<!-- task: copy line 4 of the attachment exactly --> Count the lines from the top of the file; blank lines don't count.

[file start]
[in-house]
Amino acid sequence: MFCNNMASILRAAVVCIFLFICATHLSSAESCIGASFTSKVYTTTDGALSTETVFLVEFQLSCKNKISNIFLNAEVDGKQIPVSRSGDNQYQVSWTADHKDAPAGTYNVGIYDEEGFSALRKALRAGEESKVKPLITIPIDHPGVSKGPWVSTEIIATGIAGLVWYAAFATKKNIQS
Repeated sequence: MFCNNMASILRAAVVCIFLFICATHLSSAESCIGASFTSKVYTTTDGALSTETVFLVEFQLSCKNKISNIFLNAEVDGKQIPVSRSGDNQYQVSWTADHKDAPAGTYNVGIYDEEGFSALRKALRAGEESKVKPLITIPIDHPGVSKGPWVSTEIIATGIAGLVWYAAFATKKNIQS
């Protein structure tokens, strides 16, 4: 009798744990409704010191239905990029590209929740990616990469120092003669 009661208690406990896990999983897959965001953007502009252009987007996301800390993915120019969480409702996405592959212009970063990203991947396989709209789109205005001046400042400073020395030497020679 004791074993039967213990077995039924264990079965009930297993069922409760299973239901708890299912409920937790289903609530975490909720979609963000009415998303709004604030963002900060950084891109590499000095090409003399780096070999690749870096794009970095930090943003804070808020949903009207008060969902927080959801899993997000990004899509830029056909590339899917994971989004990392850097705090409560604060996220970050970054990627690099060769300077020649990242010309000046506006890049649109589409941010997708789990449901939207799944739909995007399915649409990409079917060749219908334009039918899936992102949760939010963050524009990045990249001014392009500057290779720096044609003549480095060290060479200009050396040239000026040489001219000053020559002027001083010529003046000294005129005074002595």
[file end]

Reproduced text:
């Protein structure tokens, strides 16, 4: 009798744990409704010191239905990029590209929740990616990469120092003669 009661208690406990896990999983897959965001953007502009252009987007996301800390993915120019969480409702996405592959212009970063990203991947396989709209789109205005001046400042400073020395030497020679 004791074993039967213990077995039924264990079965009930297993069922409760299973239901708890299912409920937790289903609530975490909720979609963000009415998303709004604030963002900060950084891109590499000095090409003399780096070999690749870096794009970095930090943003804070808020949903009207008060969902927080959801899993997000990004899509830029056909590339899917994971989004990392850097705090409560604060996220970050970054990627690099060769300077020649990242010309000046506006890049649109589409941010997708789990449901939207799944739909995007399915649409990409079917060749219908334009039918899936992102949760939010963050524009990045990249001014392009500057290779720096044609003549480095060290060479200009050396040239000026040489001219000053020559002027001083010529003046000294005129005074002595």